Commission says Avista pilot program should benefit all customers
State regulators have approved a pilot program by Avista Utilities that should reduce the need for the utility to buy power from the expensive wholesale market during peak demand times when energy is most expensive.
The Idaho Public Utilities Commission today approved the two-year pilot that would enlist volunteer customers to agree to have programmable controllable thermostats attached to a number of their appliances, with air conditioning units given priority. The program is limited to the Sandpoint and Moscow areas, but could be expanded if needed to gain more participants.
At least four times during the year when electrical demand is at peak, Avista will declare a peak event during which the thermostats would be used to control the use of appliances in the homes of volunteer customers. Each of the peak events is expected to last for four hours, but can be extended to six hours depending on power price and conditions.
Avista estimates the pilot will cost $123,000, but believes it will save at least $150,000 in power costs during the peak-periods when the program is in place.
Incentives for customers to participate include upgraded equipment and their associated features they will receive from the utility. Customers opting in for a programmable thermostat will receive a thorough inspection of their heating, ventilating and air conditioning (HVAC) system. Customers with demand response switches will also receive an audit of all equipment controlled by the switch plus a $10 a month credit during July, August, December, January and February.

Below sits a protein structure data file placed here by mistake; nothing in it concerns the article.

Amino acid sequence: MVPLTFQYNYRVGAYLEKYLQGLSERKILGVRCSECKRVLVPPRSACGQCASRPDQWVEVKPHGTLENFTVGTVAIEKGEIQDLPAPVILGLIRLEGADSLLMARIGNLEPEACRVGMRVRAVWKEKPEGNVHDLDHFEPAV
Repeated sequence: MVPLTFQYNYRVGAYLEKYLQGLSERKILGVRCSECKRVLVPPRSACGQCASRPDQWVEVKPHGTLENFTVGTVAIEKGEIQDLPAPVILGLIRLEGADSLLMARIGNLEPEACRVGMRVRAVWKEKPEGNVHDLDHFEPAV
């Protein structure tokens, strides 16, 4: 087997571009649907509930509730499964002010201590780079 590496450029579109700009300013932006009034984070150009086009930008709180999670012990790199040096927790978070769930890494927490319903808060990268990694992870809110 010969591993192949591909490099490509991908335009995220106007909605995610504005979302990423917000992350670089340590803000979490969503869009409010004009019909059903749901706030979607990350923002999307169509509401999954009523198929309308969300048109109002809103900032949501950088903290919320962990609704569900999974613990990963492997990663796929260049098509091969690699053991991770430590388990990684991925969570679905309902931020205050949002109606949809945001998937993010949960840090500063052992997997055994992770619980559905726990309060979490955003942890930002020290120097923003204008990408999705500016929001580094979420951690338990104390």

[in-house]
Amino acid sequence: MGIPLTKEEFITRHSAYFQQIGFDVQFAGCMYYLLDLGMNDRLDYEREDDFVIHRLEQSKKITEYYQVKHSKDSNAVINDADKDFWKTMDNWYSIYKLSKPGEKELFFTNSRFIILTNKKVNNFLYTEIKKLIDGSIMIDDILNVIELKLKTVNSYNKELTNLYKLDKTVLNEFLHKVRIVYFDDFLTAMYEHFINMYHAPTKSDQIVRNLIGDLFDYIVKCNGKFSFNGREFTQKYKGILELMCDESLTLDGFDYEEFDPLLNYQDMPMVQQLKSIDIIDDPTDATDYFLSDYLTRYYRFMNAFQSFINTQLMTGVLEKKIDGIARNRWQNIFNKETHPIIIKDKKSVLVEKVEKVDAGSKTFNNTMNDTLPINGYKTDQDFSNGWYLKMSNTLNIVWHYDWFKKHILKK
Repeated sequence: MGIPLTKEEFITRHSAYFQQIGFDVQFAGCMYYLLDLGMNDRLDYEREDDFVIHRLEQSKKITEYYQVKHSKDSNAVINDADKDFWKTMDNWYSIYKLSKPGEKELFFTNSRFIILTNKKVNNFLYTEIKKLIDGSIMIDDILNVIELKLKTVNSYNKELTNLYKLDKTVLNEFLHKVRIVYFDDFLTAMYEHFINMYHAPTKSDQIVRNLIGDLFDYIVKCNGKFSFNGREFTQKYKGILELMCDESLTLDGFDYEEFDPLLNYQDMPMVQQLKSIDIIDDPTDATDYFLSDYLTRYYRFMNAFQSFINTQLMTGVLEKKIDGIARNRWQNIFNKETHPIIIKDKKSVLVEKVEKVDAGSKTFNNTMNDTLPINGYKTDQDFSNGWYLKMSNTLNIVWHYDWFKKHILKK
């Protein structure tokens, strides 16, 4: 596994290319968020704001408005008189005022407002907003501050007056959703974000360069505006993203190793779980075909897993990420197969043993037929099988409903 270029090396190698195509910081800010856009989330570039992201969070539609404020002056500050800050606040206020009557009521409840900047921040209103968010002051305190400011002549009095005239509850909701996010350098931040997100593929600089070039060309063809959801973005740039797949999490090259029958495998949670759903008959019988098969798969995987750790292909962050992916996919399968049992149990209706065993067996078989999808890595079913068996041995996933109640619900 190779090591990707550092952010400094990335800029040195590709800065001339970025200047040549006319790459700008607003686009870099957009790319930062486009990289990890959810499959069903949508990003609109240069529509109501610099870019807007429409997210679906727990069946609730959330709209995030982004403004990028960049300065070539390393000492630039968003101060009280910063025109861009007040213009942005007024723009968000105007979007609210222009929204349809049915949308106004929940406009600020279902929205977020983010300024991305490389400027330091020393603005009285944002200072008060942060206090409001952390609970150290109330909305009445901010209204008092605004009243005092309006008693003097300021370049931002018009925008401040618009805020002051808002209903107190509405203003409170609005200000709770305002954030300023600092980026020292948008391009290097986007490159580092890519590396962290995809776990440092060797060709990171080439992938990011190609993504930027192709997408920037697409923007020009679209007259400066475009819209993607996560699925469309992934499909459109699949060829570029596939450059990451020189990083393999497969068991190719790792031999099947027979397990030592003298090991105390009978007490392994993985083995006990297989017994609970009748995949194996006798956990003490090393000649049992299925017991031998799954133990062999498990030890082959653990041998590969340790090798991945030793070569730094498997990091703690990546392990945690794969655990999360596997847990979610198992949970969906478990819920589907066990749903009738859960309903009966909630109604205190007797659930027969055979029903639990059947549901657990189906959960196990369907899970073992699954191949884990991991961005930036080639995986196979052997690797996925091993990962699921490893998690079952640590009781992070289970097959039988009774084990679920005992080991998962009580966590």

Avista will evaluate the effectiveness of the program by examining energy savings, effectiveness of the technology, customer acceptance, and interaction of peak demand on the company’s overall distribution system. The company will also present a final report to the commission. Commission staff acknowledged the proposed pilot is limited in scope, yet designed to obtain considerable information for a relatively modest investment.
The commission commended Avista for its continued efforts to develop cost-effective Demand Side Management (DSM) programs. Such programs are designed to curb electrical demand on the company’s overall system, reducing the need for Avista to buy additional power during peak demand periods when it is most expensive. Such programs can even delay the need to build new power plants. “The proposed pilot programs, we find, should benefit all customers, both participants and non-participants,” the commission said, resulting in lower customer bills, deferring the need for new supply sources and reducing the company’s high-cost peak power needs.
Documents related to this case can be found on the Commission’s Web site at www.puc.idaho.gov. Click on the “Electric” icon, then “Open Electric Cases,” and scroll down to Case No. AVU-E-07-04.